You can also see whether the completion rate has increased or decreased, how long it considers contacts to reach that goal, and you can search all contacts to see who did and didn’t reach the goal. ActiveCampaign’s Message Variables is my favorite function. It conserves me a lots of time and effort, and neither MailChimp nor ConvertKit (update: 9/2020 ConvertKit now has ” bits”) has a similar feature.
Let’s say you have the very first name of just some of your contacts, which is the case with my list. I typically do not need a first name to sign up to my list, however in some cases I get a given name, such as when someone buys a product. Would not it be nice to greet your contacts by name, in the events when you have it? You can do this, but it’s cumbersome.
I’m likewise filtering for generic terms included by other systems, such as a dash, or “Visitor.” If they have a very first name, I say “Hey,” and after that their given name. If they do not, I just say “Hey there,” (). By developing a Message Variable in ActiveCampaign, I can easily alter my welcoming according to whether or not I have the contact’s first name.
I created a variable that’s simply %greeting-hey%. If I have the contact’s name, it appears in the e-mail. If I don’t have the contact’s name, it defaults to “Hey,”. Where Message Variables actually conserve me a lot of time is by allowing me utilize the exact same automation over and over once again for my webinars, and I can rapidly change out all of the details.
Here are variables for a webinar I run called “Bust Through Creative Blocks.” You can see I have a bunch of different variables here, such as the date and time of the webinar, the price of the product, deal terms, discount coupon code, and more. Each time I run a brand-new webinar, I can alter each of these variables to match any schedule modifications or deal modifications.
And here it remains in an email. This message variable allows me to easily alter out a countdown timer. I did discuss earlier that one of the cons of ActiveCampaign is their e-mail modifying experience. I switched from MailChimp, and MailChimp happens to have the very best email editing experience. I actually like to send simple e-mails.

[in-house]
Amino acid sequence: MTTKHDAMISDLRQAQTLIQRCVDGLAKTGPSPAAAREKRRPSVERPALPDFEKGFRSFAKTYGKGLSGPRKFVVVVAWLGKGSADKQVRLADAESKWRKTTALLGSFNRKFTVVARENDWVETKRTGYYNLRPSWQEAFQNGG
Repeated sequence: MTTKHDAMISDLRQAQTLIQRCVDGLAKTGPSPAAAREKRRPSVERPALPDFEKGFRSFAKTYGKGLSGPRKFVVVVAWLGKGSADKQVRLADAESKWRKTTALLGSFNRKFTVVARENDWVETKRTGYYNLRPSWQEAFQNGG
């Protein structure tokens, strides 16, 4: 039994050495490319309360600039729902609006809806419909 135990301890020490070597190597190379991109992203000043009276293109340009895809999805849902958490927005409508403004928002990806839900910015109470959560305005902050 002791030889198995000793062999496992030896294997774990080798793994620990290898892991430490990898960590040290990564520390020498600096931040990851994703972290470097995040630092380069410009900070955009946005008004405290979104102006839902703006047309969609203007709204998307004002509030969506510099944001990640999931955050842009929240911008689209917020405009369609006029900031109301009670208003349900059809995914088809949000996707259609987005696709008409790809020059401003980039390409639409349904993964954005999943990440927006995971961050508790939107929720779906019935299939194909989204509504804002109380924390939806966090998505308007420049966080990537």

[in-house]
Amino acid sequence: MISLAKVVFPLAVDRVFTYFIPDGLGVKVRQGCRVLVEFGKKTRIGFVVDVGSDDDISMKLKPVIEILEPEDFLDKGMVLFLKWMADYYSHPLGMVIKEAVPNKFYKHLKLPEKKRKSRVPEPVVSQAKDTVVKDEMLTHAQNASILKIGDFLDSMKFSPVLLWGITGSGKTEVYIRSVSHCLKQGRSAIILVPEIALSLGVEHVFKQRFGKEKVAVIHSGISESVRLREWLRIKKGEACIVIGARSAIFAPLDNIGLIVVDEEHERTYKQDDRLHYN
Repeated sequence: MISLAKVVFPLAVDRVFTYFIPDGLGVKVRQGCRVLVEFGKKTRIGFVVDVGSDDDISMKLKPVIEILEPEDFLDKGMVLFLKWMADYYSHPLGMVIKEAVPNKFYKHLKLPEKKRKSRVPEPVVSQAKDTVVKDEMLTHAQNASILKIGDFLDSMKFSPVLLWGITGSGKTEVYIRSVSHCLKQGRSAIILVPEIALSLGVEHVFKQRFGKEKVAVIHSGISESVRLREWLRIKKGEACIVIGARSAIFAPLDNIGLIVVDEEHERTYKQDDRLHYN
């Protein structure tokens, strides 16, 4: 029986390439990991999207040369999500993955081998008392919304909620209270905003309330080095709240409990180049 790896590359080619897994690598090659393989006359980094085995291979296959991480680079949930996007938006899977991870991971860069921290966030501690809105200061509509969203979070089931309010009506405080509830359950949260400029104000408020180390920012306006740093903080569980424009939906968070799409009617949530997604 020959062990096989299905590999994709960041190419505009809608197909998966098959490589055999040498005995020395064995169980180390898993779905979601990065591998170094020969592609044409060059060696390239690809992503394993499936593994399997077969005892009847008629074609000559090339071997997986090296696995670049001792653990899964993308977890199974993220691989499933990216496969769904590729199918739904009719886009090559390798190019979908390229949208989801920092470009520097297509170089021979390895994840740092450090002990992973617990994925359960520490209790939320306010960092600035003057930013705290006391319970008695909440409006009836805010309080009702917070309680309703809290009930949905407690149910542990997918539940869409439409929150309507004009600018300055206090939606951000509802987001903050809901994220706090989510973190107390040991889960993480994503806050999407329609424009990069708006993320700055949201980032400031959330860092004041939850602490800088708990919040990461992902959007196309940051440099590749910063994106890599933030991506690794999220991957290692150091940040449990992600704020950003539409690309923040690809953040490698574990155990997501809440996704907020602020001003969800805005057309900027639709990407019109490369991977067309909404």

I’ve found that extremely hard to do with ActiveCampaign. For some time, I was modifying emails in ActiveCampaign’s hybrid editor, which is quite clunky. For a very long time, I used ActiveCampaign’s hybrid HTML and WYSIWYG editor, which was triggered by a fundamental template I created. The user interface for the HTML editor appears like it was pulled from some totally free open-source project. .
Nevertheless, adding images is a bit of a chore. You have to choose them from a file web browser. There’s no drag and drop choice. ActiveCampaign’s HTML email editor requires that you compose totally in HTML. The alternative to this, if you wish to have control over the HTML, is to edit pure HTML, with a preview on the side.
Including images to ActiveCampaign’s abundant full-screen editor is a clunky experience. You require different text boxes for above and listed below the image. Lately I have actually started utilizing ActiveCampaign’s rich full-screen editor. They have some good templates, but I still wish to send the plainest e-mail possible. They do have some plain-looking e-mails, but they have some degree of minimal format, which you can’t eliminate – .
But, with some changes, I can make my e-mail quite standard. I can make it automatically take up the entire window, and I can fine-tune the typography to be slightly bigger, and have a little more prominent. The most discouraging part of ActiveCampaign’s rich text editor is including images. Picture you have actually just typed out a fantastic e-mail. .